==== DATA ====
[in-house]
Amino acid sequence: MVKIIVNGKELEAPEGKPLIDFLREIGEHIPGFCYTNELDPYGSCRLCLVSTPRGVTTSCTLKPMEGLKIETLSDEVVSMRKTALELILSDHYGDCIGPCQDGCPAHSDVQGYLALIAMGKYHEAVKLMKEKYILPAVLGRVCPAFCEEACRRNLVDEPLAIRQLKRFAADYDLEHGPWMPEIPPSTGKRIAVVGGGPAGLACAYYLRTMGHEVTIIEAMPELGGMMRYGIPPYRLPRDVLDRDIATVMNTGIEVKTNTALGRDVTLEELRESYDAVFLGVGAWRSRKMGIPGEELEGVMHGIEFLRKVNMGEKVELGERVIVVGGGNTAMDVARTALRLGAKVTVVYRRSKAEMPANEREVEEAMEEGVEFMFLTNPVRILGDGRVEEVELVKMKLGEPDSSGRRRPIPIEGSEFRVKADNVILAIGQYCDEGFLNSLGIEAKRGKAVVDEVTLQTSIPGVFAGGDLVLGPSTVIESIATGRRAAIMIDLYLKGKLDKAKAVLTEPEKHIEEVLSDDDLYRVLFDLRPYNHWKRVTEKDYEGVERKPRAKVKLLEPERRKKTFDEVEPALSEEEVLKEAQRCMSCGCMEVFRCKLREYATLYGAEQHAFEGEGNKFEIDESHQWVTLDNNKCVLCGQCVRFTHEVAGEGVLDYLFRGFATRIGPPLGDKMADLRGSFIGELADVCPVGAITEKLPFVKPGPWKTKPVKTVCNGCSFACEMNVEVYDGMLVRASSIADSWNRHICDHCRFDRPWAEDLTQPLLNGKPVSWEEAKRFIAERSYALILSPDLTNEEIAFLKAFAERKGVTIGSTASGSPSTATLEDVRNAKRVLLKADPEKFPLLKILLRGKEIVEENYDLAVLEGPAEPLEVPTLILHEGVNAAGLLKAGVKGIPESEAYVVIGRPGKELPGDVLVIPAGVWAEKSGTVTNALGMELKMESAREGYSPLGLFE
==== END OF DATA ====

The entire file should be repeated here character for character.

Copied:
[in-house]
Amino acid sequence: MVKIIVNGKELEAPEGKPLIDFLREIGEHIPGFCYTNELDPYGSCRLCLVSTPRGVTTSCTLKPMEGLKIETLSDEVVSMRKTALELILSDHYGDCIGPCQDGCPAHSDVQGYLALIAMGKYHEAVKLMKEKYILPAVLGRVCPAFCEEACRRNLVDEPLAIRQLKRFAADYDLEHGPWMPEIPPSTGKRIAVVGGGPAGLACAYYLRTMGHEVTIIEAMPELGGMMRYGIPPYRLPRDVLDRDIATVMNTGIEVKTNTALGRDVTLEELRESYDAVFLGVGAWRSRKMGIPGEELEGVMHGIEFLRKVNMGEKVELGERVIVVGGGNTAMDVARTALRLGAKVTVVYRRSKAEMPANEREVEEAMEEGVEFMFLTNPVRILGDGRVEEVELVKMKLGEPDSSGRRRPIPIEGSEFRVKADNVILAIGQYCDEGFLNSLGIEAKRGKAVVDEVTLQTSIPGVFAGGDLVLGPSTVIESIATGRRAAIMIDLYLKGKLDKAKAVLTEPEKHIEEVLSDDDLYRVLFDLRPYNHWKRVTEKDYEGVERKPRAKVKLLEPERRKKTFDEVEPALSEEEVLKEAQRCMSCGCMEVFRCKLREYATLYGAEQHAFEGEGNKFEIDESHQWVTLDNNKCVLCGQCVRFTHEVAGEGVLDYLFRGFATRIGPPLGDKMADLRGSFIGELADVCPVGAITEKLPFVKPGPWKTKPVKTVCNGCSFACEMNVEVYDGMLVRASSIADSWNRHICDHCRFDRPWAEDLTQPLLNGKPVSWEEAKRFIAERSYALILSPDLTNEEIAFLKAFAERKGVTIGSTASGSPSTATLEDVRNAKRVLLKADPEKFPLLKILLRGKEIVEENYDLAVLEGPAEPLEVPTLILHEGVNAAGLLKAGVKGIPESEAYVVIGRPGKELPGDVLVIPAGVWAEKSGTVTNALGMELKMESAREGYSPLGLFE